Letters & Essays
In this country, and probably others as well, there are very effective social and academic mechanisms which allow only the most fashionable points of view to be expressed, and research to be carried out only in a few selected areas. This state of affairs can easily pass unrecognised. People who are exposed to constant expositions of certain aspects of things may easily come to assume that no other ways of looking at them are possible.
The first book that was published under the Oxford Forum imprint, The Power of Life or Death by Fabian Tassano, provides a good example of this. Serious criticism of the medical profession is, by now, almost unheard of in this country. Such debate as there is takes it for granted that by passing a medical exam people are transformed into paragons of benevolence and altruism, not to mention infallibility of judgement, high IQ, efficiency, forethought and responsibility. So no one seriously objects to the idea that doctors should make decisions about all sorts of things on behalf of other people. The debate is only about the fine tuning of the guidelines to which they should be expected nominally to adhere.
There are many other topics which demonstrate a similar state of affairs, in that the conventional debate concerns itself with detail. Meanwhile the basic assumptions — which can seem unobjectionable, merely through habit — remain unchallenged. The debate about the fundamental principles involved in (for example) whether taxation to finance a welfare state is morally justified, receives no hearing, neither in academic nor in popular publications.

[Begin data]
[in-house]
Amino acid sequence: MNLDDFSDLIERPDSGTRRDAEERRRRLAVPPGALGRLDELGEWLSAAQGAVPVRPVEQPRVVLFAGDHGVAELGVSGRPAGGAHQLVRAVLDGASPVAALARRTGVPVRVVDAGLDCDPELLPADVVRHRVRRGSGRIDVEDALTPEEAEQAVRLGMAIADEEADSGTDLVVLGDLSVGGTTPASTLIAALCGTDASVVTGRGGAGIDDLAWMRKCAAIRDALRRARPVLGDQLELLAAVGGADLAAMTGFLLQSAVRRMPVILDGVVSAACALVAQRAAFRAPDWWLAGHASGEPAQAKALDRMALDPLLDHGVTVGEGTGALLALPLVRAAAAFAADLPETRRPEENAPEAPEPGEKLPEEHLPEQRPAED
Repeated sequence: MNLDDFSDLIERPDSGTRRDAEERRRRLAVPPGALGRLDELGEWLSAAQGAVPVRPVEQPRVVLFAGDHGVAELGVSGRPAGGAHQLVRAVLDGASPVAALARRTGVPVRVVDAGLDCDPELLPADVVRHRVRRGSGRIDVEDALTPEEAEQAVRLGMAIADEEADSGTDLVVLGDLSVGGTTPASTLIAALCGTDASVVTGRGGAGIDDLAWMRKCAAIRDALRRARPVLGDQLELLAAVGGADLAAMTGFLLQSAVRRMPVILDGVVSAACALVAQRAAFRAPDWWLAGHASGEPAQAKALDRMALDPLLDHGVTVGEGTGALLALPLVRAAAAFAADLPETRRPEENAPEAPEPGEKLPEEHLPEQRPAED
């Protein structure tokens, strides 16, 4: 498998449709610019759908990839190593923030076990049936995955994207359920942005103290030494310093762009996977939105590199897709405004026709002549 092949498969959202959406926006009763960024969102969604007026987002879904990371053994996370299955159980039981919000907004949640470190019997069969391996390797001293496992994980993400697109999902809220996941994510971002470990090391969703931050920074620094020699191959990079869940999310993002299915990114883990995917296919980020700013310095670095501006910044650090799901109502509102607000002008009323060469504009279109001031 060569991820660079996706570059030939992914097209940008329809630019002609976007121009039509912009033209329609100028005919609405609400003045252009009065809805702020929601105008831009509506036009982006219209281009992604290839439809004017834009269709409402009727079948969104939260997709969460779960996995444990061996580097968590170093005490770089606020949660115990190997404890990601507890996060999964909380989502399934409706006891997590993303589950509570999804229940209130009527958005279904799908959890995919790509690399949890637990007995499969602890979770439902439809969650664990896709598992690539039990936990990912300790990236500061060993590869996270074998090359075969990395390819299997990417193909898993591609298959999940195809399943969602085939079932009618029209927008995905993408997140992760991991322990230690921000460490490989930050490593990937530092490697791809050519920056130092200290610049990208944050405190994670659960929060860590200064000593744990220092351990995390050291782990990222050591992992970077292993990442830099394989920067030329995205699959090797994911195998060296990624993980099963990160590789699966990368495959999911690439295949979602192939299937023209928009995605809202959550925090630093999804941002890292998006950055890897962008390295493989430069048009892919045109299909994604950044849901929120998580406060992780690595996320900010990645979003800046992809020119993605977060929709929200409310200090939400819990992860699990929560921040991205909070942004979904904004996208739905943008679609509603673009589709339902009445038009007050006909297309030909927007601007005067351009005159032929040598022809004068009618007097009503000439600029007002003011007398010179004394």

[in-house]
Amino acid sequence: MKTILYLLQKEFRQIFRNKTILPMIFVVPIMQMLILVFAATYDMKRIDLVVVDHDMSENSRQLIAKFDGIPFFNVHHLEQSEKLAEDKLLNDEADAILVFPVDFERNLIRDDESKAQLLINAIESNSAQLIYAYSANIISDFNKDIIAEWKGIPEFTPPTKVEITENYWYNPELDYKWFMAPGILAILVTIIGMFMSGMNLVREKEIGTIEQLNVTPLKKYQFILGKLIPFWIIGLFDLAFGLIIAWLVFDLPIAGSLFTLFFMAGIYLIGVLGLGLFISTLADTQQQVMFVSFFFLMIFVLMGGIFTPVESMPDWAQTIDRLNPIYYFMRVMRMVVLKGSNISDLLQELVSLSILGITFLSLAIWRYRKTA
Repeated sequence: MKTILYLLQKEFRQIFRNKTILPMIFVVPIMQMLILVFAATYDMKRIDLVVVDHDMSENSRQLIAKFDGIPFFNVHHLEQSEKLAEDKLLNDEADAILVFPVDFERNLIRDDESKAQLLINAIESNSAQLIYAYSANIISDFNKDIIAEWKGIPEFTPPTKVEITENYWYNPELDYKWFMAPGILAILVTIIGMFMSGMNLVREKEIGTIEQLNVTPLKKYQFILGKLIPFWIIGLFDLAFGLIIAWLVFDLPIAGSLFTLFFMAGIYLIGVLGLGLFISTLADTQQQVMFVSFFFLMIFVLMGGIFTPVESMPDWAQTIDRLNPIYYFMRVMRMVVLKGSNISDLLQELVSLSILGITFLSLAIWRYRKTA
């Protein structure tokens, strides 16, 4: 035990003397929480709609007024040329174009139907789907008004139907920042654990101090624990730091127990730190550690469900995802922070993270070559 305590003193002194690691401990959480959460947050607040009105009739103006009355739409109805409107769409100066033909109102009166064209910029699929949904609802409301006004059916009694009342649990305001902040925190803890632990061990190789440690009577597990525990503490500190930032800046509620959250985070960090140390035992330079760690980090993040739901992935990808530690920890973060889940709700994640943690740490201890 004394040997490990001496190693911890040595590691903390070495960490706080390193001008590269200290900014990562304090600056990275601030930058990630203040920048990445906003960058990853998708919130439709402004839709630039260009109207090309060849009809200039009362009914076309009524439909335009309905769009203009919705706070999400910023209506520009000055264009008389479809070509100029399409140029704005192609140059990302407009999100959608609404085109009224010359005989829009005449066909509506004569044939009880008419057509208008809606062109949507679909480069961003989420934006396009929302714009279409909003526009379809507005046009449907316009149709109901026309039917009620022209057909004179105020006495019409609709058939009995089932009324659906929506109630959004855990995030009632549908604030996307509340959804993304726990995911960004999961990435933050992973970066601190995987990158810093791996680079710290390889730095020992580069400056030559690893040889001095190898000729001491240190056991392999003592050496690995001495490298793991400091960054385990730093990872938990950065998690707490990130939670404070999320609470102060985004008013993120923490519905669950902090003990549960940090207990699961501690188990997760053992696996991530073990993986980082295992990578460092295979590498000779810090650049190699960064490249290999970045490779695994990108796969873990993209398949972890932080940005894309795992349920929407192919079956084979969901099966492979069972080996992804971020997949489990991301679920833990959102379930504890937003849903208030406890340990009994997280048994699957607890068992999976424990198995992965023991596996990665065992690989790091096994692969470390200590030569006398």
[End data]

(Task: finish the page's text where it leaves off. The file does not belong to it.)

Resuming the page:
There is a need for a forum which permits genuine analysis of the underlying issues, not merely variations on existing themes. Oxford Forum was set up to meet these needs, as well as to provide an institutional environment for academics unable to get ahead in the current university system because of ideological bias.
Oxford Forum needs funding. Intellectuals need an environment which frees them from day-to-day problems. Although this is implicitly accepted for large organisations (the average cost of a researcher at major universities is around £200,000 per annum) there is often an unrealistic assumption that individuals can do research on a shoestring budget.
Members of staff at Oxford Forum
Dr Celia Green won the Senior Open Scholarship to Somerville College Oxford in 1955, and holds a doctorate in philosophy from the University of Oxford.
Dr Green pioneered the scientific research of hallucinatory phenomena in normal subjects with her studies of lucid dreaming and out-of-the-body experiences.
She is also the author of several iconoclastic books in philosophy and psychology, including The Human Evasion, which has been translated into five languages.
Dr Green is an Honorary Research Fellow of the University of Liverpool.
Dr Charles McCreery was educated at Eton and New College, Oxford. In 1993 he became the first person to be awarded a doctorate by the University of Oxford in the field of out-of-the-body experiences.
He has authored, and contributed to, several books in the field of psychology, including the 1975 study of hallucinatory experiences in normal subjects, Apparitions (co-authored with Celia Green).
From 1996 to 2000 Dr McCreery was Lecturer in Experimental Psychology at Magdalen College, Oxford.
Christine Fulcher holds a BSc in Psychology from the Open University.
She has a Diploma in Counselling from the Institute of Counselling.
Dr Fabian Wadel studied Natural Sciences at the University of Cambridge, winning the Bronowski Prize. He received his doctorate in economics from the University of Oxford.
From 2000 to 2002 he worked as a senior economist with PricewaterhouseCoopers.
Dr Wadel (writing as Fabian Tassano) is known for his publications on medical ethics, and for his web articles appearing under the caption mediocracy: inversions & deceptions.